It makes sense, doesn't it, that Gawker would do the profile of the man behind Rebecca Black's Friday? Meet Ark Music Factory CEO Patrice Wilson.
Where did Wilson get the inspiration for such lyrics as "Yesterday was Thursday/Today is Friday?" "I wrote the lyrics on a Thursday night going into a Friday," he said. "I was writing different songs all night and was like, 'Wow, I've been up a long time and it's Friday.' And I was like, wow, it is Friday!"
The immense spike of interest in this otherwise unremarkable video begs for an explanation. Needless to say, I enjoy reading the attempts to explain the phenomenon more than the video itself. From one example:
Rob: I like the song too, but I don’t find that embarrassing. It feels like a confirmation of the suspicion that the best pop music must aspire to a formal purity that comes at the expense of content. The best pop songs are the emptiest. At that point, pop music has nothing to do with subjectivity or identity construction: You don’t become empty when you hear it; instead you have your own fullness confirmed.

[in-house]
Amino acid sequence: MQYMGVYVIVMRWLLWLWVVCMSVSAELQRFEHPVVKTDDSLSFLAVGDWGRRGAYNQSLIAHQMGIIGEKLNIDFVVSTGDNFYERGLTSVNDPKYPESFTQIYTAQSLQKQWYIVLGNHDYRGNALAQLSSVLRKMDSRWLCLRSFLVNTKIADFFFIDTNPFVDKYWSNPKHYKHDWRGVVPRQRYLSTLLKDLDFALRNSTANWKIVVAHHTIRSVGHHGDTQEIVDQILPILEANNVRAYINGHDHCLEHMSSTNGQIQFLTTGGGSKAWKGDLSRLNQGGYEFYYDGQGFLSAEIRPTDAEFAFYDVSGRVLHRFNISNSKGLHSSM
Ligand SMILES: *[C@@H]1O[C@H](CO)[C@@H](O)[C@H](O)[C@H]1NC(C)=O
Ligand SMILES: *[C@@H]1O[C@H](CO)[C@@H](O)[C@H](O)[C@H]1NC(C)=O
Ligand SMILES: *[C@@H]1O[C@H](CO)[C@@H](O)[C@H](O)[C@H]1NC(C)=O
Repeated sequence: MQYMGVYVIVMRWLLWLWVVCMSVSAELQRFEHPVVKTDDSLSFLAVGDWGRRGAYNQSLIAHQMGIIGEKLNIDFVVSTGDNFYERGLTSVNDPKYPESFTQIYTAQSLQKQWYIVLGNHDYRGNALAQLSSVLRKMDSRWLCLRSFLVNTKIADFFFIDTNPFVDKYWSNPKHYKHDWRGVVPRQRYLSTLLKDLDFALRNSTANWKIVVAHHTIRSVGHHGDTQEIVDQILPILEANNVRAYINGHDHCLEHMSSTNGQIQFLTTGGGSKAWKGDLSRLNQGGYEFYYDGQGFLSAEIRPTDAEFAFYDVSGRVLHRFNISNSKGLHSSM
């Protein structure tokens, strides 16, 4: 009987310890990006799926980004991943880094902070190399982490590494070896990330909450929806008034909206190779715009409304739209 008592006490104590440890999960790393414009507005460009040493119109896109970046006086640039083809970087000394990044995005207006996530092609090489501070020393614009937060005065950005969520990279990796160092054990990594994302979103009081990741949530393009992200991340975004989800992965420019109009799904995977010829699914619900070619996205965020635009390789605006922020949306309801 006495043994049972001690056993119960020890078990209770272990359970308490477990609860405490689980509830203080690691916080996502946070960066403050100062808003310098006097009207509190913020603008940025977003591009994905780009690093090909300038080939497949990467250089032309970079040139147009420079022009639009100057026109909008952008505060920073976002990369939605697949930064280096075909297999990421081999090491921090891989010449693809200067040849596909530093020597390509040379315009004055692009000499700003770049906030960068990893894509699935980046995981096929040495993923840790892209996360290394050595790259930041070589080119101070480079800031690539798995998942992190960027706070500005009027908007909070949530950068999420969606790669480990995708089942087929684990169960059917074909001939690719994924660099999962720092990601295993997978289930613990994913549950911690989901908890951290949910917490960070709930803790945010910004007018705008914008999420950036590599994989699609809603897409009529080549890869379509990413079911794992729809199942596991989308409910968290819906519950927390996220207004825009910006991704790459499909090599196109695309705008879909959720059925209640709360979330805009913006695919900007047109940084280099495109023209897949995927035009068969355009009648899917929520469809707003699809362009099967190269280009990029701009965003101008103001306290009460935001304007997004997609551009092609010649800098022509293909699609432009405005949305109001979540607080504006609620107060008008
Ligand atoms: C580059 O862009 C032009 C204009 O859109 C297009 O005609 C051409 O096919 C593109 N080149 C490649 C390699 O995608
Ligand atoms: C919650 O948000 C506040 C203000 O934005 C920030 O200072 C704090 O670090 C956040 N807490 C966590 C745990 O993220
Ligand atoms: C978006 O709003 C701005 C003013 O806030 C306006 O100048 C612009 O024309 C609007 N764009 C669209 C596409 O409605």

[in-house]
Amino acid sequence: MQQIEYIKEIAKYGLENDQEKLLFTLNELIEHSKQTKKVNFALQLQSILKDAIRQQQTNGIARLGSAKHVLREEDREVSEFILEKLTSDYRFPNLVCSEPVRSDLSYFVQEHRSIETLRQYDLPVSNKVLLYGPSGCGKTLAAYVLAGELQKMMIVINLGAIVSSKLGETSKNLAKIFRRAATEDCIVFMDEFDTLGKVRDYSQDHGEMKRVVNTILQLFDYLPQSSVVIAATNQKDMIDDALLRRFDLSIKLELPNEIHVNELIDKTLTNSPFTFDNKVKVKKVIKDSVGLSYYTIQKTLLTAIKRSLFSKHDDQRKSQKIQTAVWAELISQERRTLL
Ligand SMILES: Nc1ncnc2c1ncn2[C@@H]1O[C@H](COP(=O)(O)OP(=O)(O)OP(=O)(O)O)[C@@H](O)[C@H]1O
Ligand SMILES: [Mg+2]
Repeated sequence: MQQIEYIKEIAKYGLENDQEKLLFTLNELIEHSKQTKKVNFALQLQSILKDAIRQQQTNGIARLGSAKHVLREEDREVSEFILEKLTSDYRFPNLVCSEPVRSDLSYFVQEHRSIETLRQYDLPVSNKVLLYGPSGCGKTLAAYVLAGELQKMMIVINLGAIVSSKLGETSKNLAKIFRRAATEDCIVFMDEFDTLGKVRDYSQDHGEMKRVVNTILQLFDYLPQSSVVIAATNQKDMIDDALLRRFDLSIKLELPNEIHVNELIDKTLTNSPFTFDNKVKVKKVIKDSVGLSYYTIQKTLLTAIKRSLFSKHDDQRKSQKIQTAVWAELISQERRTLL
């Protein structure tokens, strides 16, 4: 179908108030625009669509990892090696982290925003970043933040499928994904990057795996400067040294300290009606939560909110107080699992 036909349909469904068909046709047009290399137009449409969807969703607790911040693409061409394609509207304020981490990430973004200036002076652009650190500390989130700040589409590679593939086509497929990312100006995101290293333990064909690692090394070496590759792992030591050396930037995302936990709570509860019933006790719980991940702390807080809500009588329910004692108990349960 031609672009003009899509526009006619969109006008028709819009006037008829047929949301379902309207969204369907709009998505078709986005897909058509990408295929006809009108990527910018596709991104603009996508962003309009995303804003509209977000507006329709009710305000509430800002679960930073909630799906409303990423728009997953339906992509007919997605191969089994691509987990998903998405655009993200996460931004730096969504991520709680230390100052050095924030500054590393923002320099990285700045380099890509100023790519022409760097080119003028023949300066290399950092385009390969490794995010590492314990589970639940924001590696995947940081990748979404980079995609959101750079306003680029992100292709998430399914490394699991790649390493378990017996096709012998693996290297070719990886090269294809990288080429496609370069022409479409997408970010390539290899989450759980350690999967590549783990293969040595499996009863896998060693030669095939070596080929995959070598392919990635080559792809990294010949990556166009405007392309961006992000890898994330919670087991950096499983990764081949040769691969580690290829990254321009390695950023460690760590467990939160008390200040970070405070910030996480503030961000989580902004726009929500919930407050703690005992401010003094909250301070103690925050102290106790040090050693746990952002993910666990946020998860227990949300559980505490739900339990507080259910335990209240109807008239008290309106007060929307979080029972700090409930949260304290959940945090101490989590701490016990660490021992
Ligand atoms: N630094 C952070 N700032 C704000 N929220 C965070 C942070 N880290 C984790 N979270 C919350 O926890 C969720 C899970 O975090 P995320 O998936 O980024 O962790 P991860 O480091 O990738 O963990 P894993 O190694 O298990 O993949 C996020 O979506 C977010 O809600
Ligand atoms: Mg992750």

To shift the terminology, I think we’ve been in post-Fordist relations of pop-culture production for some time now, with consumers driving the innovations in meaning that culture-industry firms then harvest and exploit. They increasingly supply the playground itself rather than the specific jungle gyms. No one owns the malleable, mutable meanings of pop culture, but the process and the medium for those transmutations is definitely owned. This is the essence of what Jodi Dean calls communicative capitalism.
Next: 1,000 words on the great existential crisis of our time: which seat can I take?